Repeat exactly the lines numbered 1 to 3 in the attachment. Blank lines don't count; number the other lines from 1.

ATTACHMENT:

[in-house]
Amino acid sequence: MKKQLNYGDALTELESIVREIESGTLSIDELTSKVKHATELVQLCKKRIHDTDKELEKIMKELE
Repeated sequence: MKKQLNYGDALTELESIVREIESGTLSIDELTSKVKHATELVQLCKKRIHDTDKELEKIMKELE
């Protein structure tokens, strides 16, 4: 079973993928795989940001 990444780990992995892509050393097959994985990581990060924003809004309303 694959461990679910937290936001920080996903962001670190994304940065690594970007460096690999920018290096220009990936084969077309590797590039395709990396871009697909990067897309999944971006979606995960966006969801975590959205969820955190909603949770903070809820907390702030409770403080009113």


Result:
[in-house]
Amino acid sequence: MKKQLNYGDALTELESIVREIESGTLSIDELTSKVKHATELVQLCKKRIHDTDKELEKIMKELE
Repeated sequence: MKKQLNYGDALTELESIVREIESGTLSIDELTSKVKHATELVQLCKKRIHDTDKELEKIMKELE